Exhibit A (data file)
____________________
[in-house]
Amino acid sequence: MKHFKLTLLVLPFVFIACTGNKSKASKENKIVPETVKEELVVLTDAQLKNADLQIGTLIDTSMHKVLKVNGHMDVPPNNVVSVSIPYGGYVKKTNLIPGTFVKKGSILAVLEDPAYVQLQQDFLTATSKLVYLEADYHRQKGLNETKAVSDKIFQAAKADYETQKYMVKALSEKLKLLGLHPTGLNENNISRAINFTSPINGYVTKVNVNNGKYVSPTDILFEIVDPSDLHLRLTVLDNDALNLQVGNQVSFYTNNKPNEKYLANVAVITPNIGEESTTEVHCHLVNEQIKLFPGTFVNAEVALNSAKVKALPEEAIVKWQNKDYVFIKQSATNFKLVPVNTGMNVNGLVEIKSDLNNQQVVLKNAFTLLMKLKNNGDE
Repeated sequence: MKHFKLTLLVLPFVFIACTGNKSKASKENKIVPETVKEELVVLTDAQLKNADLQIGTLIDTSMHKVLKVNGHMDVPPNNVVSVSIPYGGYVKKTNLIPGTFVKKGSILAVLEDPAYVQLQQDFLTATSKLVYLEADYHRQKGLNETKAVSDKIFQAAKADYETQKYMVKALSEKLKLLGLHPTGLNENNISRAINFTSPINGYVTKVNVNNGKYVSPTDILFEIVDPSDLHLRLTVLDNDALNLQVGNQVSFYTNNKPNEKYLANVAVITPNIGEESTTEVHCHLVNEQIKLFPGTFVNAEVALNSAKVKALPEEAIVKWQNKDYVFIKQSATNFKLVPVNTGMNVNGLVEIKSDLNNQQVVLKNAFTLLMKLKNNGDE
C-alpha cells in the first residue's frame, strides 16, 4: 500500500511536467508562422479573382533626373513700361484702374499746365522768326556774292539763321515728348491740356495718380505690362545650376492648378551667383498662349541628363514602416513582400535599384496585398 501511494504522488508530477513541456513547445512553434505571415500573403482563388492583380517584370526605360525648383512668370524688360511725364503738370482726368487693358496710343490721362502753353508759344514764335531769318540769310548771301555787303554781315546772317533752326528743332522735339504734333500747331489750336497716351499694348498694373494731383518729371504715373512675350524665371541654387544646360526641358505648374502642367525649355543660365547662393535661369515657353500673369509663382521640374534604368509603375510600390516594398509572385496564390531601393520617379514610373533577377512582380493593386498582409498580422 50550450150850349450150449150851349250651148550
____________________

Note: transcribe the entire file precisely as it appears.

[in-house]
Amino acid sequence: MKHFKLTLLVLPFVFIACTGNKSKASKENKIVPETVKEELVVLTDAQLKNADLQIGTLIDTSMHKVLKVNGHMDVPPNNVVSVSIPYGGYVKKTNLIPGTFVKKGSILAVLEDPAYVQLQQDFLTATSKLVYLEADYHRQKGLNETKAVSDKIFQAAKADYETQKYMVKALSEKLKLLGLHPTGLNENNISRAINFTSPINGYVTKVNVNNGKYVSPTDILFEIVDPSDLHLRLTVLDNDALNLQVGNQVSFYTNNKPNEKYLANVAVITPNIGEESTTEVHCHLVNEQIKLFPGTFVNAEVALNSAKVKALPEEAIVKWQNKDYVFIKQSATNFKLVPVNTGMNVNGLVEIKSDLNNQQVVLKNAFTLLMKLKNNGDE
Repeated sequence: MKHFKLTLLVLPFVFIACTGNKSKASKENKIVPETVKEELVVLTDAQLKNADLQIGTLIDTSMHKVLKVNGHMDVPPNNVVSVSIPYGGYVKKTNLIPGTFVKKGSILAVLEDPAYVQLQQDFLTATSKLVYLEADYHRQKGLNETKAVSDKIFQAAKADYETQKYMVKALSEKLKLLGLHPTGLNENNISRAINFTSPINGYVTKVNVNNGKYVSPTDILFEIVDPSDLHLRLTVLDNDALNLQVGNQVSFYTNNKPNEKYLANVAVITPNIGEESTTEVHCHLVNEQIKLFPGTFVNAEVALNSAKVKALPEEAIVKWQNKDYVFIKQSATNFKLVPVNTGMNVNGLVEIKSDLNNQQVVLKNAFTLLMKLKNNGDE
C-alpha cells in the first residue's frame, strides 16, 4: 500500500511536467508562422479573382533626373513700361484702374499746365522768326556774292539763321515728348491740356495718380505690362545650376492648378551667383498662349541628363514602416513582400535599384496585398 501511494504522488508530477513541456513547445512553434505571415500573403482563388492583380517584370526605360525648383512668370524688360511725364503738370482726368487693358496710343490721362502753353508759344514764335531769318540769310548771301555787303554781315546772317533752326528743332522735339504734333500747331489750336497716351499694348498694373494731383518729371504715373512675350524665371541654387544646360526641358505648374502642367525649355543660365547662393535661369515657353500673369509663382521640374534604368509603375510600390516594398509572385496564390531601393520617379514610373533577377512582380493593386498582409498580422 50550450150850349450150449150851349250651148550